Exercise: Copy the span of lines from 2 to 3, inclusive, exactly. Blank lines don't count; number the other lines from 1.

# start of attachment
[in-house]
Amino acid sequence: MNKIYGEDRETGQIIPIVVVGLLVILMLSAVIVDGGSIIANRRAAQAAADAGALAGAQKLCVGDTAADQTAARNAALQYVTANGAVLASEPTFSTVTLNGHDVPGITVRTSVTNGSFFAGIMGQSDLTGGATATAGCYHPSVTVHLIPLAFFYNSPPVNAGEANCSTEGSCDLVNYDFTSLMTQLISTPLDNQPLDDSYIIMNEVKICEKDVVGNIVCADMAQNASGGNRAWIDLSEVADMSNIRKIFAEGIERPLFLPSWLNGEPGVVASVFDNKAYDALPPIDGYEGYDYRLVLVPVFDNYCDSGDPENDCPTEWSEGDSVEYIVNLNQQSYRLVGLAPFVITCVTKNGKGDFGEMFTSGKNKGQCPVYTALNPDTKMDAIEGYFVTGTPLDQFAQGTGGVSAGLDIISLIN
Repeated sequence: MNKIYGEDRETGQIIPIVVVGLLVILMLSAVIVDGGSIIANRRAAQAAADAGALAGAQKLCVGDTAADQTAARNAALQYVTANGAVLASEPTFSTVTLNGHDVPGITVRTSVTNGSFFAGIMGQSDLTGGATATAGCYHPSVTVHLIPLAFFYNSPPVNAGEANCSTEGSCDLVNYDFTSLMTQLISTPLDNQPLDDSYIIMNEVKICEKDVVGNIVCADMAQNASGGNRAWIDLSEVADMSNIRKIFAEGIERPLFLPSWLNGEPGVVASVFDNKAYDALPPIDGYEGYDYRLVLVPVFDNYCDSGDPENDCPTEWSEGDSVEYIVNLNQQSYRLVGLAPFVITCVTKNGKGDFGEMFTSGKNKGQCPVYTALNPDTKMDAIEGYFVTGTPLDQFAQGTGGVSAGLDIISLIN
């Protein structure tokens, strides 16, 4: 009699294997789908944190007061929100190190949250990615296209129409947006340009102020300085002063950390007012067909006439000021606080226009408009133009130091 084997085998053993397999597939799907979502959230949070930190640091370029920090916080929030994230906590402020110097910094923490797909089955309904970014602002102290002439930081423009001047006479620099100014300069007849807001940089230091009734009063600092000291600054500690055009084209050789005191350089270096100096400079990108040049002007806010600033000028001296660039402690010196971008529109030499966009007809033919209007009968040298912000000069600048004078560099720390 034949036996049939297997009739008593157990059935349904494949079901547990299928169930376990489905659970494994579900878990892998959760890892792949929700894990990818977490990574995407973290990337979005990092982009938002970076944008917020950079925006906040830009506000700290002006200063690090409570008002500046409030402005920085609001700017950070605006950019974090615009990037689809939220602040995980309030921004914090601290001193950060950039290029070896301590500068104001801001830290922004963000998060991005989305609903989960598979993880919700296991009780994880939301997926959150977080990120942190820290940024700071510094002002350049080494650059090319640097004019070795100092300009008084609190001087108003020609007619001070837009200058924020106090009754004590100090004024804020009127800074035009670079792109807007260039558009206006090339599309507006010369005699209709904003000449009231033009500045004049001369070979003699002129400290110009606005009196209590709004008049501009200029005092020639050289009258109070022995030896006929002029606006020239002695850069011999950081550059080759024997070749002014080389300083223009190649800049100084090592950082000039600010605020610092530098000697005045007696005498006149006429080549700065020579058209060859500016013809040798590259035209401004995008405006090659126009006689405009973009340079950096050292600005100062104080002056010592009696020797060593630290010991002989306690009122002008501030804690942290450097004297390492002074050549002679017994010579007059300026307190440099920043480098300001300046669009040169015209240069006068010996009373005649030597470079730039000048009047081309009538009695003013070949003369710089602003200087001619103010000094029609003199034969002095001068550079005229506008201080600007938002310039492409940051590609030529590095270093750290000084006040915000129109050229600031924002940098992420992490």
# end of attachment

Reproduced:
Amino acid sequence: MNKIYGEDRETGQIIPIVVVGLLVILMLSAVIVDGGSIIANRRAAQAAADAGALAGAQKLCVGDTAADQTAARNAALQYVTANGAVLASEPTFSTVTLNGHDVPGITVRTSVTNGSFFAGIMGQSDLTGGATATAGCYHPSVTVHLIPLAFFYNSPPVNAGEANCSTEGSCDLVNYDFTSLMTQLISTPLDNQPLDDSYIIMNEVKICEKDVVGNIVCADMAQNASGGNRAWIDLSEVADMSNIRKIFAEGIERPLFLPSWLNGEPGVVASVFDNKAYDALPPIDGYEGYDYRLVLVPVFDNYCDSGDPENDCPTEWSEGDSVEYIVNLNQQSYRLVGLAPFVITCVTKNGKGDFGEMFTSGKNKGQCPVYTALNPDTKMDAIEGYFVTGTPLDQFAQGTGGVSAGLDIISLIN
Repeated sequence: MNKIYGEDRETGQIIPIVVVGLLVILMLSAVIVDGGSIIANRRAAQAAADAGALAGAQKLCVGDTAADQTAARNAALQYVTANGAVLASEPTFSTVTLNGHDVPGITVRTSVTNGSFFAGIMGQSDLTGGATATAGCYHPSVTVHLIPLAFFYNSPPVNAGEANCSTEGSCDLVNYDFTSLMTQLISTPLDNQPLDDSYIIMNEVKICEKDVVGNIVCADMAQNASGGNRAWIDLSEVADMSNIRKIFAEGIERPLFLPSWLNGEPGVVASVFDNKAYDALPPIDGYEGYDYRLVLVPVFDNYCDSGDPENDCPTEWSEGDSVEYIVNLNQQSYRLVGLAPFVITCVTKNGKGDFGEMFTSGKNKGQCPVYTALNPDTKMDAIEGYFVTGTPLDQFAQGTGGVSAGLDIISLIN